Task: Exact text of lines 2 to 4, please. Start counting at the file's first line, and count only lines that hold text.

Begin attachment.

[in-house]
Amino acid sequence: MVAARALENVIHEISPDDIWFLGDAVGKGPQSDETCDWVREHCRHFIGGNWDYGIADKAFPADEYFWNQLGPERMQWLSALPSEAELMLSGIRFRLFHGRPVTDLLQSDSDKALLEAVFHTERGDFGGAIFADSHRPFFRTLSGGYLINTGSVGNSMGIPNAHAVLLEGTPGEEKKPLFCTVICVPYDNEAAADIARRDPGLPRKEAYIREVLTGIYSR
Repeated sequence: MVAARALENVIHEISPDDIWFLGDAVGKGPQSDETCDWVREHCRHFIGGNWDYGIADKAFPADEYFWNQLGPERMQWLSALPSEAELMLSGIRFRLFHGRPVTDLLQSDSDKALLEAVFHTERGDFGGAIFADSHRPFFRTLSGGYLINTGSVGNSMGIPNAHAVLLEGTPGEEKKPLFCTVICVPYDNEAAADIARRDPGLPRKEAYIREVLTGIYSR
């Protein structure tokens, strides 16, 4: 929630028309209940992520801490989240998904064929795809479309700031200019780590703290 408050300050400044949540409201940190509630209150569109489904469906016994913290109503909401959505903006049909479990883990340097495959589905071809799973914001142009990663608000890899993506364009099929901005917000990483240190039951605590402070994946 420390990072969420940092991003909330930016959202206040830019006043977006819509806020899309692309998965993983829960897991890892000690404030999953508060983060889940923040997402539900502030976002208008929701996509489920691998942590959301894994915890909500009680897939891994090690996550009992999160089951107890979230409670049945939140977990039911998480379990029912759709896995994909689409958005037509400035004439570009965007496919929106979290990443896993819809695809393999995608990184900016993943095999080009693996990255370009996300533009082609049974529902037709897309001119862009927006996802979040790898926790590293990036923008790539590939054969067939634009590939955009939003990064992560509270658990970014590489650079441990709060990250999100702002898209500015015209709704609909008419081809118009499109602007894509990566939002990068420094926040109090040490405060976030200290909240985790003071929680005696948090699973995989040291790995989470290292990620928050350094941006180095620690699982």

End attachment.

Amino acid sequence: MVAARALENVIHEISPDDIWFLGDAVGKGPQSDETCDWVREHCRHFIGGNWDYGIADKAFPADEYFWNQLGPERMQWLSALPSEAELMLSGIRFRLFHGRPVTDLLQSDSDKALLEAVFHTERGDFGGAIFADSHRPFFRTLSGGYLINTGSVGNSMGIPNAHAVLLEGTPGEEKKPLFCTVICVPYDNEAAADIARRDPGLPRKEAYIREVLTGIYSR
Repeated sequence: MVAARALENVIHEISPDDIWFLGDAVGKGPQSDETCDWVREHCRHFIGGNWDYGIADKAFPADEYFWNQLGPERMQWLSALPSEAELMLSGIRFRLFHGRPVTDLLQSDSDKALLEAVFHTERGDFGGAIFADSHRPFFRTLSGGYLINTGSVGNSMGIPNAHAVLLEGTPGEEKKPLFCTVICVPYDNEAAADIARRDPGLPRKEAYIREVLTGIYSR
């Protein structure tokens, strides 16, 4: 929630028309209940992520801490989240998904064929795809479309700031200019780590703290 408050300050400044949540409201940190509630209150569109489904469906016994913290109503909401959505903006049909479990883990340097495959589905071809799973914001142009990663608000890899993506364009099929901005917000990483240190039951605590402070994946 420390990072969420940092991003909330930016959202206040830019006043977006819509806020899309692309998965993983829960897991890892000690404030999953508060983060889940923040997402539900502030976002208008929701996509489920691998942590959301894994915890909500009680897939891994090690996550009992999160089951107890979230409670049945939140977990039911998480379990029912759709896995994909689409958005037509400035004439570009965007496919929106979290990443896993819809695809393999995608990184900016993943095999080009693996990255370009996300533009082609049974529902037709897309001119862009927006996802979040790898926790590293990036923008790539590939054969067939634009590939955009939003990064992560509270658990970014590489650079441990709060990250999100702002898209500015015209709704609909008419081809118009499109602007894509990566939002990068420094926040109090040490405060976030200290909240985790003071929680005696948090699973995989040291790995989470290292990620928050350094941006180095620690699982």